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By Guest Nicole
Robert Fleming comes from a long line of Sault Jehovah's Witnesses
Robert Fleming travels the deserts, jungles, savannahs, and waters of West Africa hoping people will see what he sees in the Bible.
Fleming is a Sault born-and-raised fourth generation Jehovah’s Witness who left the area when he was 24 and came back for the first time in 20 years last week to visit family and attend a regional annual conference of Jehovah’s Witnesses.
In an interview with SooToday Fleming talked a bit about his family’s history and about his life preaching in West Africa.
Fleming’s great grandfather John Fleming came from Scotland to the Sault in the early 1900s and when the Spanish flu hit the area he got a job at the cemetery on Fourth Line.
One day he was literally standing body-deep in a grave he’d just dug out when a Jehovah’s Witness approached him and commented, “you know, that’s hell you’re standing in."
John Fleming was puzzled and, after through conversation learned about how Jehovah’s Witnesses don’t believe in an afterlife in the same way other Christians might imagine it and other interpretations the group has of the Bible.
This meeting led to a full-blown conversion and three generations later John Fleming’s descendants are still practicing Jehovah’s Witnesses.
“My earliest memories are me going door to door as a kingdom preacher,” said Robert Fleming who after his father, grandfather, and great grandfather is continuing the tradition.
“Third Line, Carpin Beach Road, Leighs Bay Road. I don’t know if the old-timers are still there or if I’d even remember them. I was very young,” said Robert Fleming.
Fleming left the Sault in 1985 to preach in Quebec and in 1995 he went to the Jehovah’s Witnesses Missionary School in Paterson, NY.
After five months of training there Fleming flew to West Africa where for the last 20 years he’s been preaching for Jehovah out of Douala, Cameroon, which at 3 million people is the country’s largest city.
“I was nervous to go, boy oh boy. I was there one week and I was checking out the price of airplane tickets to go back. Is that too honest?”
Fleming said that Cameroon is not only immensely diverse geographically — it's often called “Africa in miniature” — but also culturally as the country has roughly 200 tribes and dialects and a range of religions that include indigenous beliefs and assorted versions of Christianity and Islam.
“There’s a hundred times more religions than Canada. Every neighbourhood has its own church because they want to worship God how they think God should be worshipped,” he said.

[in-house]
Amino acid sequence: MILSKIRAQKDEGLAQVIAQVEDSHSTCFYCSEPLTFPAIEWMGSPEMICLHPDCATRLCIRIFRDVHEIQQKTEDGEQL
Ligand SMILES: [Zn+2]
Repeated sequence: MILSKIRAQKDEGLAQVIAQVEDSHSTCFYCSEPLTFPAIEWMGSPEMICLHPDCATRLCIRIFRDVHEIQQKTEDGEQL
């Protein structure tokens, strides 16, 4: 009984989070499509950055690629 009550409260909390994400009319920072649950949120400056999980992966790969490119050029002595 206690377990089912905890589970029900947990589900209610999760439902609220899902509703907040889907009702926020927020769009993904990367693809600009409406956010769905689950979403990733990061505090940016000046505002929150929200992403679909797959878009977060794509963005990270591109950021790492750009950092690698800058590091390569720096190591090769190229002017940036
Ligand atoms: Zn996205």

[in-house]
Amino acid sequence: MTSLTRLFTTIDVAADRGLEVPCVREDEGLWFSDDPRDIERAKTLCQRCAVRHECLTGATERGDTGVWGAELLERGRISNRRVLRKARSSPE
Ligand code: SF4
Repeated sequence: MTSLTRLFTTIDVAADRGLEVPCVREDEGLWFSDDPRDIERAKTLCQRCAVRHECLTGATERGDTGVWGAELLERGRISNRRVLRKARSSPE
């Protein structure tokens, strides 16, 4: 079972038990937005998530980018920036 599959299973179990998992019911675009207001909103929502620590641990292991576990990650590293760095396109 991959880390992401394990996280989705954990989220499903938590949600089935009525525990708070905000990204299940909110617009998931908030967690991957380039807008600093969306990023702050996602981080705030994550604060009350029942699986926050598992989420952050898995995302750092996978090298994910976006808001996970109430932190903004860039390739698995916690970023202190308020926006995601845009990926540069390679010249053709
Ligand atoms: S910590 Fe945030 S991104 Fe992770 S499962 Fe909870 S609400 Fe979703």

Fleming said Cameroonians are incredibly religious people and that the Christians among them will often carry a Bible around on their phones and regularly consult it.
Fleming said the more traditional African religions that he’s encountered don’t talk about “God” or “gods” so much as they talk about “forces of nature” but that these forces seem to be roughly equivalent to the idea of “gods”.
Most Africans, regardless of their professed religion he said, continue to follow a tradition of ancestry worship, where they believe that their dead relatives are still influencing the world and helping or harming their living descendants based on how pleased they feel.
“They’ll put out salt or palm oil, things like that, to appease, say, their dead grandfather and if something bad happens in the family they might say it’s their grandfather that has done it to them. The Bamelike Tribe in the west of Cameroon, after the grandfather has been dead for a year, will actually dig up the skull and they’ll have a small alter in the home and when they have to make big decisions they’ll consulate with him.”
In his time there, Fleming has travelled by canoe and bush-bike to get to remote tribes in the jungle, like a tribe of pygmies living in grass huts, or to secluded islands off the coast of the continent, but he never goes more than a days journey.
Fleming said Jehovah’s Witnesses have been in Cameroon since the late 1930s and even though they were banned from 1970 until 1993, largely for not participating in local government because it is against their faith, even tribes like the pygmies are quite familiar with his group when they arrive.
As a preacher, Fleming said he follows the standard Jehovah’s witness preaching technique of basically asking people what they think about a topic, then introducing what the Bible teaches about that topic, and then hopefully getting a person out to a bible study group where they can learn more and potentially feel compelled to join the faith.
But unlike other Christian religions, he said, to be a Jehovah’s Witness a person cannot partially follow their old faith, and in the case of Cameroon, that means locals have to leave their ancestry worship behind — something which can be difficult for many when, like Christmas here, it's not just a religious practice but also a social one.
“When we do preach to them and they read the Bible and realize ‘Hey my grandfather is just sleeping’ that means they have to leave these traditions that obviously contradict what the scriptures say, to serve Jehovah.”
Fleming said that when he arrived in 1996 there were about 20,000 Jehovah’s Witnesses in the country and that now there are about 40,000.
He said many people in Cameroon see the positives of the faith, the health benefits it tends to lead to like stopping smoking or reducing AIDS, and actually approach his group to set up Jehovah’s Witnesses centres, or ‘kingdom halls’, in their community.
“Many people in Cameroon make the change. I wouldn’t have stayed there for 20 years if we weren’t having wonderful success,” he said.
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